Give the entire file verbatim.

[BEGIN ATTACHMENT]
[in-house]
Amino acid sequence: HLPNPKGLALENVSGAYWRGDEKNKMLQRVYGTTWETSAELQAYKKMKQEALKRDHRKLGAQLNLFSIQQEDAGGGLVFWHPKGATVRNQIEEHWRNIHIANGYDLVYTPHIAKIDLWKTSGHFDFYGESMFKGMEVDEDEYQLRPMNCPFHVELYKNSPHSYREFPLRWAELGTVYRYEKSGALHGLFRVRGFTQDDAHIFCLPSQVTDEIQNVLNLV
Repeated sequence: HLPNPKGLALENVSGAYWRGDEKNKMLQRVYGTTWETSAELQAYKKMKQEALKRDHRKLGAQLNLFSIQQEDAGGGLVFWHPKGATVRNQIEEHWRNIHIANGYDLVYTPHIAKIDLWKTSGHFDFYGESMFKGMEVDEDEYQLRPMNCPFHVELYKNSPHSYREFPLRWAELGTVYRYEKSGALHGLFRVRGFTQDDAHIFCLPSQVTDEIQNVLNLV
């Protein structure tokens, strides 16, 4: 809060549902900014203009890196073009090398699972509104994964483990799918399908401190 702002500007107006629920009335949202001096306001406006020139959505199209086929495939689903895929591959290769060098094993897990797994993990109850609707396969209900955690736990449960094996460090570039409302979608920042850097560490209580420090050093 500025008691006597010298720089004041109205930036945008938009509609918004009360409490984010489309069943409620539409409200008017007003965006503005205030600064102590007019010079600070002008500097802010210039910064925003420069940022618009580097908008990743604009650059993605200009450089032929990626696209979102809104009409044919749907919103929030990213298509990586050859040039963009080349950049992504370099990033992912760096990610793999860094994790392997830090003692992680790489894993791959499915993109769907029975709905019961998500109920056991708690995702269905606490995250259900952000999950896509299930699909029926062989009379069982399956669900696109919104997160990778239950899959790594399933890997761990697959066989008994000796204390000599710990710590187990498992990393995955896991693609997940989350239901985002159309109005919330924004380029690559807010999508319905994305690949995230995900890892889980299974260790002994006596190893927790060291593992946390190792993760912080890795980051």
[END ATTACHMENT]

[in-house]
Amino acid sequence: HLPNPKGLALENVSGAYWRGDEKNKMLQRVYGTTWETSAELQAYKKMKQEALKRDHRKLGAQLNLFSIQQEDAGGGLVFWHPKGATVRNQIEEHWRNIHIANGYDLVYTPHIAKIDLWKTSGHFDFYGESMFKGMEVDEDEYQLRPMNCPFHVELYKNSPHSYREFPLRWAELGTVYRYEKSGALHGLFRVRGFTQDDAHIFCLPSQVTDEIQNVLNLV
Repeated sequence: HLPNPKGLALENVSGAYWRGDEKNKMLQRVYGTTWETSAELQAYKKMKQEALKRDHRKLGAQLNLFSIQQEDAGGGLVFWHPKGATVRNQIEEHWRNIHIANGYDLVYTPHIAKIDLWKTSGHFDFYGESMFKGMEVDEDEYQLRPMNCPFHVELYKNSPHSYREFPLRWAELGTVYRYEKSGALHGLFRVRGFTQDDAHIFCLPSQVTDEIQNVLNLV
């Protein structure tokens, strides 16, 4: 809060549902900014203009890196073009090398699972509104994964483990799918399908401190 702002500007107006629920009335949202001096306001406006020139959505199209086929495939689903895929591959290769060098094993897990797994993990109850609707396969209900955690736990449960094996460090570039409302979608920042850097560490209580420090050093 500025008691006597010298720089004041109205930036945008938009509609918004009360409490984010489309069943409620539409409200008017007003965006503005205030600064102590007019010079600070002008500097802010210039910064925003420069940022618009580097908008990743604009650059993605200009450089032929990626696209979102809104009409044919749907919103929030990213298509990586050859040039963009080349950049992504370099990033992912760096990610793999860094994790392997830090003692992680790489894993791959499915993109769907029975709905019961998500109920056991708690995702269905606490995250259900952000999950896509299930699909029926062989009379069982399956669900696109919104997160990778239950899959790594399933890997761990697959066989008994000796204390000599710990710590187990498992990393995955896991693609997940989350239901985002159309109005919330924004380029690559807010999508319905994305690949995230995900890892889980299974260790002994006596190893927790060291593992946390190792993760912080890795980051």